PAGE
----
Auricular Morphology Gallery (Adult Males)

(Part A)

The shape or morphology of the ear and nose reflect the growth to confluence of several cartilaginous starting primordial points or "anlage". This complex process is reflected in the considerable variability of nose - ear shapes which help as recognize each other. The personal "peculiarities" are least prominent among newborns and infants and are most prominent among mature persons. In fact naso-auricular structures enlarge with aging and more so among males. Note that during pre-puberty boys and girls have similar nose - ears. Another point of clinical relevance is that ears like fingerprints are useful to assess symmetry. Still another point is that ears and fingerprints are fairly unique thus are useful to establish identity. Dactyloscopy is the forensic reliance on fingerprint patterns for legal purposes. 
Distinct ears of three prominent men. All three auricles are elongated, the outer rim (helix) is folded which is the norm among humans. "Monkeys" or mythic "Satyrs" have "unfolded" ears, meaning lack a helix. In front of the helix is the anti-helix which is most prominent in the central depiction. At the bottom of the auricle is the " ear lobule", most prominent and detached in the left depiction and is virtually absent in the right auricle. The opening of the ear canal is not visible but in front of its position, is the tragus prominence clearly depicted by the central image. A clinician would examine the left auricles of these individuals in search for signs of asymmetry. Furthermore, the individual on the right suffers from a "gene" disorder that disrupts the growth of the jaw. Prenatal development of the auricle and mandible are closely correlated. This individual's ear is "mal-rotated", implying that its longitudinal axis is closer to the horizontal than usual. During prenatal development, the auricular longitudinal axis is nearly horizontal. With growth of the jaw and face, the auricle "ascends" and the longitudinal axis approaches a vertical orientation. The auricle on the left appears "low set" and "malrotated". (regarding the terms helix, tragus, etc. and  auricular clinical sigs, please explore further Pandora's Word Box and Clinical Eye Openers by clinking on the above box and icons)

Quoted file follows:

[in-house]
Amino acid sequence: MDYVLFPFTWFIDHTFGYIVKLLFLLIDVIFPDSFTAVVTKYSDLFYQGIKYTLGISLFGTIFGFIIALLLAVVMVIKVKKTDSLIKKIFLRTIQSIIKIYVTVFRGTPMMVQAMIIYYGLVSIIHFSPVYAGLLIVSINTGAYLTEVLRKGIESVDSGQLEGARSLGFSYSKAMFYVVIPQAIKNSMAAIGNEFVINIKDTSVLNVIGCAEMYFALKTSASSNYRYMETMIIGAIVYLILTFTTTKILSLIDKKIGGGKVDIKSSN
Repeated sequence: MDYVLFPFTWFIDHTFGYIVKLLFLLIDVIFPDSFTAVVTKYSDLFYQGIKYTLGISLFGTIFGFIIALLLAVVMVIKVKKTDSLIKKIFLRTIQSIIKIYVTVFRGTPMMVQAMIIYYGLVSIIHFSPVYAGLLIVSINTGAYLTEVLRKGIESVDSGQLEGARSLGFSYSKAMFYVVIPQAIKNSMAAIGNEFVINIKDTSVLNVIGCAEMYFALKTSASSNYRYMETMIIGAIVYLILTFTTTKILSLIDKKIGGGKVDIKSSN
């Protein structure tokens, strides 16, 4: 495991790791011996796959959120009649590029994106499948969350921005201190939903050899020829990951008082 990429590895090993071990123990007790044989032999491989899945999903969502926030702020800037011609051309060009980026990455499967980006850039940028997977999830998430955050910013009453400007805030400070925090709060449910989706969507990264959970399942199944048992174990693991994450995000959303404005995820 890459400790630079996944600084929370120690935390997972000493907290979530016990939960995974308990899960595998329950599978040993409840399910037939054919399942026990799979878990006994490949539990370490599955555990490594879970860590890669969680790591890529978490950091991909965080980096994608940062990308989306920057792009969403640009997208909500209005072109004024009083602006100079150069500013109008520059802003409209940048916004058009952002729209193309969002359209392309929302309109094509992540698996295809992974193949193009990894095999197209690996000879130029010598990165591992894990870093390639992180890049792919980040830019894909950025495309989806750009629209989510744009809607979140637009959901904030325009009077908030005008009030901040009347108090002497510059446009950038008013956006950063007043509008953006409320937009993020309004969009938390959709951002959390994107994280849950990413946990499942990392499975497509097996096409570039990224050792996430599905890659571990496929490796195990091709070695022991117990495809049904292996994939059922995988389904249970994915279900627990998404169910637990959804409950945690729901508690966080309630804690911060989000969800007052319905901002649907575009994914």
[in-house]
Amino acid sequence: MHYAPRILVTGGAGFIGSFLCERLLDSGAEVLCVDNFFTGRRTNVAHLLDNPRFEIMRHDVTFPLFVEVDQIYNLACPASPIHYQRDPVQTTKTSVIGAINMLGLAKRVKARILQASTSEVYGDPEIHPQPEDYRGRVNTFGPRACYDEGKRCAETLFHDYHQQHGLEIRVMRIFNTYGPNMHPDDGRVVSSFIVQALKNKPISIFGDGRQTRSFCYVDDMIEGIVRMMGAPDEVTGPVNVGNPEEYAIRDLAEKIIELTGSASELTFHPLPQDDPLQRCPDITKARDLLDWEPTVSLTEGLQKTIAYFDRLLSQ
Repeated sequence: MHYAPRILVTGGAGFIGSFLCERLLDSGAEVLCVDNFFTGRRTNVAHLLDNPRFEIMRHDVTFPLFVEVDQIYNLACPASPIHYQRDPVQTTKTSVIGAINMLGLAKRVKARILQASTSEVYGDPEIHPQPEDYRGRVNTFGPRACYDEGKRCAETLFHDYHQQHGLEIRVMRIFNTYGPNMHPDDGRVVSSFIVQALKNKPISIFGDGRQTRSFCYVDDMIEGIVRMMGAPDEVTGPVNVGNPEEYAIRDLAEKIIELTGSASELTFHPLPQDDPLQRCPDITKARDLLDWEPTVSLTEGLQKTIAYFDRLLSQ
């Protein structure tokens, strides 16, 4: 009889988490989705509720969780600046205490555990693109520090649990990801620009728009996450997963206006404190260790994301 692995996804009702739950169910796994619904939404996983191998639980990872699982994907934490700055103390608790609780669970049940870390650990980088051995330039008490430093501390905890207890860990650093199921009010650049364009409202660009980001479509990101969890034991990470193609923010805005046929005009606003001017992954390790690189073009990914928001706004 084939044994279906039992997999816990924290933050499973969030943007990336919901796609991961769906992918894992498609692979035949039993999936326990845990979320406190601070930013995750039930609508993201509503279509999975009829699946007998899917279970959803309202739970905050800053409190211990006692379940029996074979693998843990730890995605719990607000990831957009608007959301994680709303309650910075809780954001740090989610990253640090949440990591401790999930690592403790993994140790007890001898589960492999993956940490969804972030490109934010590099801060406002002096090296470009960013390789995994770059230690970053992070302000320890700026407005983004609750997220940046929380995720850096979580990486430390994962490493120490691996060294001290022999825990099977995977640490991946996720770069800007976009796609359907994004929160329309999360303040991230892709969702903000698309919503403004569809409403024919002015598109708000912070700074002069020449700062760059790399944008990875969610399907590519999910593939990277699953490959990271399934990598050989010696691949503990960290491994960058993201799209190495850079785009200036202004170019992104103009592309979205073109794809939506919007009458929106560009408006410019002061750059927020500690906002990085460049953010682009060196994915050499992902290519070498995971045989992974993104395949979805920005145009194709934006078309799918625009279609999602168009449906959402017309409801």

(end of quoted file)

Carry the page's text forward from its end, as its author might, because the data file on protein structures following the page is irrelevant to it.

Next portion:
Unusual ears are frequent as illustrated by the Roman emperor represented by two different sculptors as having "prominent" or "cup" ears. Often, "cup ears"  result for a deficient development of the anti-helix. (for clinical examples please visit "Clinical Eye Openers" by clinking the icon above)
Generally cup ears are not indicative of other anomalies. However, the above child  has hydrocephaly, etc. 
Finally, I like to stress that the above images illustrate the immense contributions by fine artists whose "eyes" demonstrably detected "signs" and led them to depict "signals" of the "individuality" of every "individual". Such capacity should be matched by clinicians but it is not. The main fountain of medical progress is to detect "distinct" signs as signals of a clinical disorder - blind clinicians hardly can do so but can be trained as well and as much as the artists who created a plethora of images. In Pandora's Word Box we honor artists who to this day stimulate our curiosity and inspire the need to understand distinctions of what is "normal" (mostly a statistical artifact), "individual" (variations), or "ab-normal" (pathologic). 

W. Wertelecki, M.D.
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